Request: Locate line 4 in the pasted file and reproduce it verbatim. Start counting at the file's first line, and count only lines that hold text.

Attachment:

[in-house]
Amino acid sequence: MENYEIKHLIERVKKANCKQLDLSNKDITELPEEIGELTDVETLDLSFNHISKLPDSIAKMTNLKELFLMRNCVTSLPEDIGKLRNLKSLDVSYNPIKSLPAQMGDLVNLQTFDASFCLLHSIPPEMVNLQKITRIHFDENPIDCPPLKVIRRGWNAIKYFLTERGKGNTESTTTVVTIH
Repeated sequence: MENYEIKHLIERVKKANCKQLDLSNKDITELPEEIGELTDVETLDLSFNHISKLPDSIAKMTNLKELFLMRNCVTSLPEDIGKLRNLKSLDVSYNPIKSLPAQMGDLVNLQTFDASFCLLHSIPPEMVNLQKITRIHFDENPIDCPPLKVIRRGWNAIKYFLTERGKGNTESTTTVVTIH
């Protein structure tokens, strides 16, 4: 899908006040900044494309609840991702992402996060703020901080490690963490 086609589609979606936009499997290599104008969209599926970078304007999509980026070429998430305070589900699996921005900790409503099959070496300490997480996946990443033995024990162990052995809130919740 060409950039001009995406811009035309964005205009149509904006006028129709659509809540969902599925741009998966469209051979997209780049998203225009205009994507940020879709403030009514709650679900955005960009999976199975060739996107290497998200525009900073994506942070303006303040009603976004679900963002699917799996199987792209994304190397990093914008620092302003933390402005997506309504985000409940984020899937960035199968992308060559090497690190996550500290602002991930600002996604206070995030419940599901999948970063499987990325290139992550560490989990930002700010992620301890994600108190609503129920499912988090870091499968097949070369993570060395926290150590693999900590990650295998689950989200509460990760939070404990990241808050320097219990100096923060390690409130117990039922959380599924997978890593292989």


């Protein structure tokens, strides 16, 4: 899908006040900044494309609840991702992402996060703020901080490690963490 086609589609979606936009499997290599104008969209599926970078304007999509980026070429998430305070589900699996921005900790409503099959070496300490997480996946990443033995024990162990052995809130919740 060409950039001009995406811009035309964005205009149509904006006028129709659509809540969902599925741009998966469209051979997209780049998203225009205009994507940020879709403030009514709650679900955005960009999976199975060739996107290497998200525009900073994506942070303006303040009603976004679900963002699917799996199987792209994304190397990093914008620092302003933390402005997506309504985000409940984020899937960035199968992308060559090497690190996550500290602002991930600002996604206070995030419940599901999948970063499987990325290139992550560490989990930002700010992620301890994600108190609503129920499912988090870091499968097949070369993570060395926290150590693999900590990650295998689950989200509460990760939070404990990241808050320097219990100096923060390690409130117990039922959380599924997978890593292989």